President Trump is reinstating a previous deadline for review.
President Donald Trump is expected to extend the review period for the Environmental Protection Agency's fuel economy regulations by about a year, inside sources have revealed.
Such a review was widely expected after it was announced earlier this week that the President would be traveling to Michigan. Although technically a reversal of the rules that were locked into place by the previous Obama administration, the original agreement between the automakers and the federal government called for a review period to last through April 2018. The automakers will now have until April of next year to debate what the fuel economy rules should be for 2022 through 2025.
Automakers have agreed that cheap gas and the rise in popularity of utility vehicles will make the current standards nearly impossible to achieve. In fact, the 2016 model year is projected to be the first in more than a decade to fall short of CAFE averages.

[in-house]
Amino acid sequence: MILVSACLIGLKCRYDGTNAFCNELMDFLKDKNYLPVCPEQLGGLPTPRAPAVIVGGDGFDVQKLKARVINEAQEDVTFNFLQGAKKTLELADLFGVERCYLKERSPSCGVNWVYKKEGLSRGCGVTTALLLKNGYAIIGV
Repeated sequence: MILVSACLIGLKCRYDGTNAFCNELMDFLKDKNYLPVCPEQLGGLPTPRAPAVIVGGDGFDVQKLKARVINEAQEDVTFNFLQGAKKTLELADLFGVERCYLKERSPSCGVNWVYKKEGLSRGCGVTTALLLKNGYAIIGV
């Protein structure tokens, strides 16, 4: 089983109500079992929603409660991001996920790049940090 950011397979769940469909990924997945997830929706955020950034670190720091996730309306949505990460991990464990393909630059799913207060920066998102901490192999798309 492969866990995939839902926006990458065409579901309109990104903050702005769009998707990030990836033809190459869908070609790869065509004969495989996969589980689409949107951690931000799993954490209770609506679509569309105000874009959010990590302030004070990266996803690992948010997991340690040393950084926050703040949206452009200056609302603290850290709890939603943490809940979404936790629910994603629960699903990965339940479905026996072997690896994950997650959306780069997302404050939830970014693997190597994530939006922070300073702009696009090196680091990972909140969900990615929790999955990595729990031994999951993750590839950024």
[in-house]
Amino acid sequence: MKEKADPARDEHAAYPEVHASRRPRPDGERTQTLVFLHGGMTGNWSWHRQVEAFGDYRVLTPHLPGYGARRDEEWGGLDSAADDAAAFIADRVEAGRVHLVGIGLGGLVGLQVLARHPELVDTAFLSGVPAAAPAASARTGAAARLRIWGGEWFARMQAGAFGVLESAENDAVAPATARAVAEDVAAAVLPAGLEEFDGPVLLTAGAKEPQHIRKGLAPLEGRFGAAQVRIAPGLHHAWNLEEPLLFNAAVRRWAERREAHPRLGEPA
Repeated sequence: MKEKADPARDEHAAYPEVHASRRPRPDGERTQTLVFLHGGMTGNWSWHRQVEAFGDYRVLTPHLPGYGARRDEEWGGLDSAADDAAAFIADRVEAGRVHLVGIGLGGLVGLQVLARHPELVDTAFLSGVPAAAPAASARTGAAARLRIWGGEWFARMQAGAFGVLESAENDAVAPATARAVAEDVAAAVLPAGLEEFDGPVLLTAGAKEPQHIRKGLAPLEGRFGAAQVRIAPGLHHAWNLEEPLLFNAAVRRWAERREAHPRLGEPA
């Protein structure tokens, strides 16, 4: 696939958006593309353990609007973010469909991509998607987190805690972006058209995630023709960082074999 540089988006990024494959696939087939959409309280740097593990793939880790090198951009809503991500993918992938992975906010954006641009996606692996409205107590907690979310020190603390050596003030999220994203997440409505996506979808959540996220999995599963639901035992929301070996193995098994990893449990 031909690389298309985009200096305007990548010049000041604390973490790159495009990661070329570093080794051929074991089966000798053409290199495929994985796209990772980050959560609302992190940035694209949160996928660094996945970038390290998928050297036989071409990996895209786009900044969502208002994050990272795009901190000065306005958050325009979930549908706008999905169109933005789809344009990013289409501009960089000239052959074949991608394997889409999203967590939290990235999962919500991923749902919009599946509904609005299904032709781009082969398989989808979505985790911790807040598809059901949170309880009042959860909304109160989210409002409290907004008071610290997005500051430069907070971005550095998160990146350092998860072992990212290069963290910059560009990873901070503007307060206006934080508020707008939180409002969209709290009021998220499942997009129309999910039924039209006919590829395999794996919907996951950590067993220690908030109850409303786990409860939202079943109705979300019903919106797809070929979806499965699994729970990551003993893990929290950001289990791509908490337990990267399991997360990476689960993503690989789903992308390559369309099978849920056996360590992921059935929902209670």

Automakers seem to be confident of a rule change under current EPA Administrator Scott Pruitt. Pruitt has long been critical of the EPA and has been an outspoken critic of man-made climate change.
However, a rule change is far from a slam dunk. California's influential Air Resources Board is steadfast in its support of electrified vehicles.
"We have the technical and legal ability to run a program that recognizes where electrification of vehicles is headed," Mary Nichols, chairman of California's Air Resources Board, told Automotive News. "We're trying to put together a mix of incentives and regulations to move the entire industry in this direction. This is what we're going to do."